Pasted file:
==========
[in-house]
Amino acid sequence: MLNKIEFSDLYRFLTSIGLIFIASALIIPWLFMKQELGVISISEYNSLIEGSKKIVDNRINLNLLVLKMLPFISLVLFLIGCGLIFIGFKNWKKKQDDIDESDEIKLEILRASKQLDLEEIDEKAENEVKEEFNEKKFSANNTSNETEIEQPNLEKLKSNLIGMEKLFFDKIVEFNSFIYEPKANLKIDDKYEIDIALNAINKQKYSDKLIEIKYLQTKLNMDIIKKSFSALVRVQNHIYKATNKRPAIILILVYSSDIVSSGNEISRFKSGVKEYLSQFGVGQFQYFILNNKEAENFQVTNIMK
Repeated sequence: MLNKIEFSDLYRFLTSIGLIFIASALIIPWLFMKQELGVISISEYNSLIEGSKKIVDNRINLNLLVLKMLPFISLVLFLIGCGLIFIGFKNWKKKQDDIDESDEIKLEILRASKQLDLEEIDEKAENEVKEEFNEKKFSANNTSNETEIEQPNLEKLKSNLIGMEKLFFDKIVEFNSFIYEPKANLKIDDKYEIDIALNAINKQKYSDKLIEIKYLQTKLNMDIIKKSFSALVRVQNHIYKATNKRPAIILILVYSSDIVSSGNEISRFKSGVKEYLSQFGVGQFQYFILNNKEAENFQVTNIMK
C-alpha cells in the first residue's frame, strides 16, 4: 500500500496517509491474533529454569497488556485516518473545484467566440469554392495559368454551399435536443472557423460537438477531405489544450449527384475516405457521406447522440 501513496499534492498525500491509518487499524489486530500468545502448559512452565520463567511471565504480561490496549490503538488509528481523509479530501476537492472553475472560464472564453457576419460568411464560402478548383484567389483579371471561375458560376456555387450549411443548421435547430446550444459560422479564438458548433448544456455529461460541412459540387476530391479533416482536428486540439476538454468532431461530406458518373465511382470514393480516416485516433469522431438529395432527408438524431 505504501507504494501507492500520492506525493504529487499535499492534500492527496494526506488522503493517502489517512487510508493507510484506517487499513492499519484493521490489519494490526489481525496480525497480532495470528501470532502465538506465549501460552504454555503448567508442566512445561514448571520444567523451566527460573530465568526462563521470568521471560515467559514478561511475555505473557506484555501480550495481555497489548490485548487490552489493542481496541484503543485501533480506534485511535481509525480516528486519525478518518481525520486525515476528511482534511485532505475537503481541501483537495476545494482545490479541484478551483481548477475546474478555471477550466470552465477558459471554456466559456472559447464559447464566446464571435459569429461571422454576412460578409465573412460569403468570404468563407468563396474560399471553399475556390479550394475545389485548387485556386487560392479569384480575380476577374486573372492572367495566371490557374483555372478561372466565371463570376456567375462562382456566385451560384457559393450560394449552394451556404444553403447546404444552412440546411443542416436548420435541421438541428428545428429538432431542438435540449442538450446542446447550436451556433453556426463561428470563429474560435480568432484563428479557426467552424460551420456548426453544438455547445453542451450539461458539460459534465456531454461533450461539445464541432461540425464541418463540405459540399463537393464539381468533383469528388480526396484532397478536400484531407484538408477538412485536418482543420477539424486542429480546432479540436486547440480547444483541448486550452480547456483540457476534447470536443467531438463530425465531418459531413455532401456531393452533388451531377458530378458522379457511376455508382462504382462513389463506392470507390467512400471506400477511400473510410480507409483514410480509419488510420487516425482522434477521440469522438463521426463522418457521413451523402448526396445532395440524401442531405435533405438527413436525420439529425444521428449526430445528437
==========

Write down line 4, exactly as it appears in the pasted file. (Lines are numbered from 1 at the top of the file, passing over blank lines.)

C-alpha cells in the first residue's frame, strides 16, 4: 500500500496517509491474533529454569497488556485516518473545484467566440469554392495559368454551399435536443472557423460537438477531405489544450449527384475516405457521406447522440 501513496499534492498525500491509518487499524489486530500468545502448559512452565520463567511471565504480561490496549490503538488509528481523509479530501476537492472553475472560464472564453457576419460568411464560402478548383484567389483579371471561375458560376456555387450549411443548421435547430446550444459560422479564438458548433448544456455529461460541412459540387476530391479533416482536428486540439476538454468532431461530406458518373465511382470514393480516416485516433469522431438529395432527408438524431 505504501507504494501507492500520492506525493504529487499535499492534500492527496494526506488522503493517502489517512487510508493507510484506517487499513492499519484493521490489519494490526489481525496480525497480532495470528501470532502465538506465549501460552504454555503448567508442566512445561514448571520444567523451566527460573530465568526462563521470568521471560515467559514478561511475555505473557506484555501480550495481555497489548490485548487490552489493542481496541484503543485501533480506534485511535481509525480516528486519525478518518481525520486525515476528511482534511485532505475537503481541501483537495476545494482545490479541484478551483481548477475546474478555471477550466470552465477558459471554456466559456472559447464559447464566446464571435459569429461571422454576412460578409465573412460569403468570404468563407468563396474560399471553399475556390479550394475545389485548387485556386487560392479569384480575380476577374486573372492572367495566371490557374483555372478561372466565371463570376456567375462562382456566385451560384457559393450560394449552394451556404444553403447546404444552412440546411443542416436548420435541421438541428428545428429538432431542438435540449442538450446542446447550436451556433453556426463561428470563429474560435480568432484563428479557426467552424460551420456548426453544438455547445453542451450539461458539460459534465456531454461533450461539445464541432461540425464541418463540405459540399463537393464539381468533383469528388480526396484532397478536400484531407484538408477538412485536418482543420477539424486542429480546432479540436486547440480547444483541448486550452480547456483540457476534447470536443467531438463530425465531418459531413455532401456531393452533388451531377458530378458522379457511376455508382462504382462513389463506392470507390467512400471506400477511400473510410480507409483514410480509419488510420487516425482522434477521440469522438463521426463522418457521413451523402448526396445532395440524401442531405435533405438527413436525420439529425444521428449526430445528437